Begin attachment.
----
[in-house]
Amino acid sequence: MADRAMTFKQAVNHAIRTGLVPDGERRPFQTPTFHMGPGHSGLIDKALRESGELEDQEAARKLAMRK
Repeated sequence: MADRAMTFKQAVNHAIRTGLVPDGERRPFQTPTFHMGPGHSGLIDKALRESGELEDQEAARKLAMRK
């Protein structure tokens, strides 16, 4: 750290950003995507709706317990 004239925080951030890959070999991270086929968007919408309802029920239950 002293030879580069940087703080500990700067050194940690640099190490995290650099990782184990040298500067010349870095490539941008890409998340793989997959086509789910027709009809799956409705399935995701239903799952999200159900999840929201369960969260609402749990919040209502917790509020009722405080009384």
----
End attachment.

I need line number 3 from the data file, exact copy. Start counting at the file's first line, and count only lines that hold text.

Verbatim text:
Repeated sequence: MADRAMTFKQAVNHAIRTGLVPDGERRPFQTPTFHMGPGHSGLIDKALRESGELEDQEAARKLAMRK